Water, wood and stone: the inspirational fabric of the land

Tonight sees the final session in Finding Inspiration Through Folklore, a series of community workshops supported by Creative Scotland. We will be holding a sixth and final evening with story-sharing, music and song next month. More details to follow!

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ELLIE ROOK CUPCAKES!

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Things have been so busy recently, with the upcoming launch of my third novel The Unmaking of Ellie Rook (Polygon) that there hasn’t been time to update the blog on a weekly basis.

However, let’s take a look at what we’ve been doing over the last few weeks.

 

 

 

In Week Two we looked to the woods for inspiration and shared some stories inspired by trees and forests. Remember that old recording of  ‘The Teddy Bear’s Picnic?’ The song has been referenced in dozens of films and TV productions- often very unlikely ones such as Fear and Loathing in LA, Peaky Blinders and various psychological horror films. This is a prime example of society making its own mythology, placing an innocent children’s rhyme within an inappropriate or dangerous setting.

weir-d walk fairies

This gives us the distinct feeling that something is ‘off’- it is disorientating and ‘uncanny.’

 

The uncanny is the psychological experience of something as strangely familiar, rather than simply mysterious. Although Sigmund Freud wasn’t the first expert to discuss this phenomenon, he did attempt explain it in terms of the ‘home.’ He claimed that the word comes from the German Heimlich, or ‘homely’, so ‘Un-Heimlich’ means the act of meeting something unexpected on familiar territory, either physically or mentally.

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This tree at Cramond, Edinburgh, looks like it’s waiting to trap the unwary…

No discussion of the forest could be complete without reference to my own favourite story, The Erl-King by Angela Carter. Carter certainly viewed fairy tales as a way of exploring ideas of how things might be different. “My intention was not to do ‘versions’” she wrote, “or, as the American edition of the book said, horribly, ‘adult’ fairy tales, but to extract the latent content from the traditional stories and to use it as the beginnings of new stories.”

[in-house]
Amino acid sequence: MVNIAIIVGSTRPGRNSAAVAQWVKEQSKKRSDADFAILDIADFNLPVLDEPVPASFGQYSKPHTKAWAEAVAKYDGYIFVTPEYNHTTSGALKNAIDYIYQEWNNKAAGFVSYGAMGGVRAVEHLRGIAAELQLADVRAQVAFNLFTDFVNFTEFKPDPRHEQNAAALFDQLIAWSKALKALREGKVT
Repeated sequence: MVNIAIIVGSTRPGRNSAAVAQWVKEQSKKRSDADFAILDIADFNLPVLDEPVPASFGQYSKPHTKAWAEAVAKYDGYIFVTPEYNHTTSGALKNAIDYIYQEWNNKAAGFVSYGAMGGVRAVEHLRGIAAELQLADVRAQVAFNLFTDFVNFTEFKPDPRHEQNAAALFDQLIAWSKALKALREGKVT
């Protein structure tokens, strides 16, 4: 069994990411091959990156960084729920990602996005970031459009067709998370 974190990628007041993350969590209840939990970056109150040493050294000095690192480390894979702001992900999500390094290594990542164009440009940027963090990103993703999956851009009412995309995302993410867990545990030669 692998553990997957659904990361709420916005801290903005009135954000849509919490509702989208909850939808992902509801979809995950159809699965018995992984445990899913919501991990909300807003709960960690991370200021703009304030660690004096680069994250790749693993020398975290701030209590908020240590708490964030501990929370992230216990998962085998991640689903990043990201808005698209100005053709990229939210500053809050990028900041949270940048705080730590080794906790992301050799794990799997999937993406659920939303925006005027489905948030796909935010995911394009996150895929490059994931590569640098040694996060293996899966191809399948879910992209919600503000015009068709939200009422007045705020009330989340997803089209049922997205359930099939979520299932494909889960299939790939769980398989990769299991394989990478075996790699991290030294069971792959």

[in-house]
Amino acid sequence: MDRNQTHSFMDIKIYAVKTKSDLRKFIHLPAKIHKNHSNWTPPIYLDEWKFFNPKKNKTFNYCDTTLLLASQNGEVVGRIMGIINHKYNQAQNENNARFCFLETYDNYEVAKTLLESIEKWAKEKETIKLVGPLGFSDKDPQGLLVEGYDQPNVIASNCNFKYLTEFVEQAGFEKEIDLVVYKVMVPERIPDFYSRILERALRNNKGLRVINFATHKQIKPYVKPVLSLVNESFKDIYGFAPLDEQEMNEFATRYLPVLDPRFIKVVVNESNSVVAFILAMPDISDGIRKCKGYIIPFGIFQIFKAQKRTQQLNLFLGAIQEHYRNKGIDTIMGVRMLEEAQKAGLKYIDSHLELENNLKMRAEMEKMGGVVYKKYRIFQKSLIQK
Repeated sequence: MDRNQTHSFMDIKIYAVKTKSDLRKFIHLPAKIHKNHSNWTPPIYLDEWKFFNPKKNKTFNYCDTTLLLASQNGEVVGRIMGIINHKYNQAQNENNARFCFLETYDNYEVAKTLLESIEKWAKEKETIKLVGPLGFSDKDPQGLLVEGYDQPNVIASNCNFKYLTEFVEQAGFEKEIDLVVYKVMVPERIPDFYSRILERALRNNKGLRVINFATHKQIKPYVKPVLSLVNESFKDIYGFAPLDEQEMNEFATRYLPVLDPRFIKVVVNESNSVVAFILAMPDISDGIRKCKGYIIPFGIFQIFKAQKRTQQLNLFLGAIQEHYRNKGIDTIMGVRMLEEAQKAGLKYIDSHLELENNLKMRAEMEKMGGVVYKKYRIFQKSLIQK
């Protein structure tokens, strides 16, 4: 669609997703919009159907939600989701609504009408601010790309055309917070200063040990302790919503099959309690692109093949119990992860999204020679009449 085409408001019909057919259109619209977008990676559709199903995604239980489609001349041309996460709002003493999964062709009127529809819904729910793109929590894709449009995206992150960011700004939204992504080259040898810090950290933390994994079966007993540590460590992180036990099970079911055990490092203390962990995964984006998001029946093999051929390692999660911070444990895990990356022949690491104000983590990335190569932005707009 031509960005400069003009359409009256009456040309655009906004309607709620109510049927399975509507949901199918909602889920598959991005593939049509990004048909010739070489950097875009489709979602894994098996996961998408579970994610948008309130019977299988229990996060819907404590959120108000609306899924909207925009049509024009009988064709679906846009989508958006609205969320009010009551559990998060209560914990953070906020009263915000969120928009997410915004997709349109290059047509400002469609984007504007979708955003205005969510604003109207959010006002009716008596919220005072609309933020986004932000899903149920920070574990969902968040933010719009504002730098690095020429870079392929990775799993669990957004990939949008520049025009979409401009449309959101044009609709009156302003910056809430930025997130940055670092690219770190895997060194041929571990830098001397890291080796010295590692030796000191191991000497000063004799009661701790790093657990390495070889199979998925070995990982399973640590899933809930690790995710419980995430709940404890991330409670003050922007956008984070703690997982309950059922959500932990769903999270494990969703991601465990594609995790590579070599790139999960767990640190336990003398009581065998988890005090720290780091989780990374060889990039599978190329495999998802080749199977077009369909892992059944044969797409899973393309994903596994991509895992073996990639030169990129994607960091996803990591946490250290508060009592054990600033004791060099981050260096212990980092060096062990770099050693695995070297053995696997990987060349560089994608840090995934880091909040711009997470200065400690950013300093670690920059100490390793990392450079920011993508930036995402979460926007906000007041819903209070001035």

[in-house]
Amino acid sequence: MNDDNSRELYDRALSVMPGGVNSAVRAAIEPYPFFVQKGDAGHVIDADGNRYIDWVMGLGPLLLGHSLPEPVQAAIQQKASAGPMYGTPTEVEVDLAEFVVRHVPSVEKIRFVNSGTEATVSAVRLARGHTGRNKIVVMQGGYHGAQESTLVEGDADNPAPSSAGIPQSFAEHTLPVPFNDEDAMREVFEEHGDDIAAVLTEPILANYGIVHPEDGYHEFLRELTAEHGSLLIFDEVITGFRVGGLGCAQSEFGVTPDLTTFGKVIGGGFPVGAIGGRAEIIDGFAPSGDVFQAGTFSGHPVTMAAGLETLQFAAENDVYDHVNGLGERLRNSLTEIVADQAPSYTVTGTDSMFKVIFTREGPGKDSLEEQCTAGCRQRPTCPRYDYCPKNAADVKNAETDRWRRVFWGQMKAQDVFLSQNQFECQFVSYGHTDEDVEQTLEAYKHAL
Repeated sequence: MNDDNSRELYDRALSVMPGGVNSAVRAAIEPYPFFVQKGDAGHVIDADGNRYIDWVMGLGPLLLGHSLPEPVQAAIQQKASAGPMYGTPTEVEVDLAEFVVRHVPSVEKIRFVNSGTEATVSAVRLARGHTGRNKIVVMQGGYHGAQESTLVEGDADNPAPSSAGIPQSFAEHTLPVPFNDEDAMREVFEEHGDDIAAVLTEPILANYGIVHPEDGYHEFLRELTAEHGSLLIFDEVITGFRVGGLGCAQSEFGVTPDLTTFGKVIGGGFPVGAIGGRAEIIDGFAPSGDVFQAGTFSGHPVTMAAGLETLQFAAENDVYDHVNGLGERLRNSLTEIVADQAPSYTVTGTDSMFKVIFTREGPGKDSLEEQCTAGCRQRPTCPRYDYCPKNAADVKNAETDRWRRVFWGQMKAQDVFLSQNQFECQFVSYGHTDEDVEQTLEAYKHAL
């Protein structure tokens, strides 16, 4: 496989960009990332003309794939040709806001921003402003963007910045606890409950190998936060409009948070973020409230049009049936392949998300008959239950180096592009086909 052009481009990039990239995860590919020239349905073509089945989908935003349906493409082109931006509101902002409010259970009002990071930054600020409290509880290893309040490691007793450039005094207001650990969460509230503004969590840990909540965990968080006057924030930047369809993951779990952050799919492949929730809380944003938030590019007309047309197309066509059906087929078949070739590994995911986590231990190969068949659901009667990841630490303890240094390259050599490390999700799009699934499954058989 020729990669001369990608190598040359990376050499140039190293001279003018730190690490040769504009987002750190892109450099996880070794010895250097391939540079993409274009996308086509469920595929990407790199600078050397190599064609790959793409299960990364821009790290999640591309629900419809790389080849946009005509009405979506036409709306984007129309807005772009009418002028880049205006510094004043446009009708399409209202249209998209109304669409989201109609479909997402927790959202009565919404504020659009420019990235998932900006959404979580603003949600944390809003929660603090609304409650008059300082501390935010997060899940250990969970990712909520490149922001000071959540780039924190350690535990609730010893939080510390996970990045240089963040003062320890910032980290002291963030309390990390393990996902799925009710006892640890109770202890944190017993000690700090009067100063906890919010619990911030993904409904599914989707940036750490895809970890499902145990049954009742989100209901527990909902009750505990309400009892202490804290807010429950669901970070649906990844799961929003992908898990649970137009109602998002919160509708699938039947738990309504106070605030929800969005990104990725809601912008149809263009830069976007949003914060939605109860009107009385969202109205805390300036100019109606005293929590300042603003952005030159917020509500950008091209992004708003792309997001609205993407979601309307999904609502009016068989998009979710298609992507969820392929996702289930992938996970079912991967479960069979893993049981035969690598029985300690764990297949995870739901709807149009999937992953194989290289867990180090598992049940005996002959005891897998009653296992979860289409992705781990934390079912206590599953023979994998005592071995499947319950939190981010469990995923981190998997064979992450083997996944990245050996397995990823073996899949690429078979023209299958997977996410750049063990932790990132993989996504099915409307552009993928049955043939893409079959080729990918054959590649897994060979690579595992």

For me, this is what is so inspirational about folk tales. They grow in scope and importance with each telling; every generation finds a new relevance and as creatives we have a chance to ‘make it new’.

In Week Three we looked at ‘what lies beneath’ and acclaimed local storyteller and musician Ken Johnston came along to share his take on the world of water, from selkies and kelpies, to the shipyards and fisher lore. Such an interesting evening!1C4BAFF1-294E-4DA4-9A5B-495913B8107F

Week Four was all about the fabric of these islands. Are you a beachcomber of a rock-climber?  Most folk will admit to having a little obsession with stone in one form or another.

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Hagstones or Witchstones, thought to offer protection against magic, sorcery and the undead

‘Certain natural rocks and boulders, appealing to the untutored imagination, were believed to be living objects with power to help or hurt mankind.’

~ J.M.McPherson, Primitive Beliefs in the Northeast of Scotland

Our ancestors took the stone obsession to a whole new level. In the Middle Ages ‘stone worship’ was condemned by the Church and among the acts of heathenism banned by King Edgar in the tenth century. It had little effect. It’s easy to see how certain stones of quirky appearance became the subject of superstition and folk belief.

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Clach-na-Charra nr Ballachulish. Holed stones were particularly magical

This week, we’ll be looking at the characters to be found in folklore. From witches to trolls and everything in between- they all have a story to tell…

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The Kelpie, by Thomas Millie Dow (1848-1919)

 

 

 

 

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